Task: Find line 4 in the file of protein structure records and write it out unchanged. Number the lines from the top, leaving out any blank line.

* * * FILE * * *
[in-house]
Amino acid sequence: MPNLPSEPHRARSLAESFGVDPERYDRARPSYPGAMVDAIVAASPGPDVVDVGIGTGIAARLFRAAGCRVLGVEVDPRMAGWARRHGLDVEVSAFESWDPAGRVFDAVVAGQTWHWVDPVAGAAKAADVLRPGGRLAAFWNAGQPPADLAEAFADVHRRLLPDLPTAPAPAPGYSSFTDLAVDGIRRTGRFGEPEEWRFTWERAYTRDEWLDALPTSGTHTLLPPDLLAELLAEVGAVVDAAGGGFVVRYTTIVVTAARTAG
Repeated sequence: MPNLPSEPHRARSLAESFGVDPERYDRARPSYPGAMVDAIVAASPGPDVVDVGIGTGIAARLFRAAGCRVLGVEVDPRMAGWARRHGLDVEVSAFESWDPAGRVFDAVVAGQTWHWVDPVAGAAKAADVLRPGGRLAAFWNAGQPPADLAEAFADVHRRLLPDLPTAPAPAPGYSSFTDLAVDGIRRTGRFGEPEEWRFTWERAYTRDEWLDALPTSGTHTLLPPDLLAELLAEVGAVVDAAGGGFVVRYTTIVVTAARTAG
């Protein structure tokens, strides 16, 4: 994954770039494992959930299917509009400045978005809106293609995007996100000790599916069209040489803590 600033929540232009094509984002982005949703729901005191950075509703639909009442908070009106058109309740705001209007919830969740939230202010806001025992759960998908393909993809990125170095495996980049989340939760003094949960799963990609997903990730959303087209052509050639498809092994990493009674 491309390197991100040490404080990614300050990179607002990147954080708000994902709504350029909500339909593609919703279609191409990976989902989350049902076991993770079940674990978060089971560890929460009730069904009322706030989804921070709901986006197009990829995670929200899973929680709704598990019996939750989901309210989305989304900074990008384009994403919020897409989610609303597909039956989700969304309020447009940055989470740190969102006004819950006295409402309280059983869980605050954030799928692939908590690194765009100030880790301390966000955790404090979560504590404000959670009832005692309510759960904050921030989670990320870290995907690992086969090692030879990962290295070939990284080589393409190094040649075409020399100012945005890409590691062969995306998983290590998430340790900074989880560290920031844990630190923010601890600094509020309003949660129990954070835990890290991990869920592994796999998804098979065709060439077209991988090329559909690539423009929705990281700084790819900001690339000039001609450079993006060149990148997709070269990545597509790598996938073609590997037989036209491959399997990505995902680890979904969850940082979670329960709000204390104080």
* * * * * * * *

């Protein structure tokens, strides 16, 4: 994954770039494992959930299917509009400045978005809106293609995007996100000790599916069209040489803590 600033929540232009094509984002982005949703729901005191950075509703639909009442908070009106058109309740705001209007919830969740939230202010806001025992759960998908393909993809990125170095495996980049989340939760003094949960799963990609997903990730959303087209052509050639498809092994990493009674 491309390197991100040490404080990614300050990179607002990147954080708000994902709504350029909500339909593609919703279609191409990976989902989350049902076991993770079940674990978060089971560890929460009730069904009322706030989804921070709901986006197009990829995670929200899973929680709704598990019996939750989901309210989305989304900074990008384009994403919020897409989610609303597909039956989700969304309020447009940055989470740190969102006004819950006295409402309280059983869980605050954030799928692939908590690194765009100030880790301390966000955790404090979560504590404000959670009832005692309510759960904050921030989670990320870290995907690992086969090692030879990962290295070939990284080589393409190094040649075409020399100012945005890409590691062969995306998983290590998430340790900074989880560290920031844990630190923010601890600094509020309003949660129990954070835990890290991990869920592994796999998804098979065709060439077209991988090329559909690539423009929705990281700084790819900001690339000039001609450079993006060149990148997709070269990545597509790598996938073609590997037989036209491959399997990505995902680890979904969850940082979670329960709000204390104080």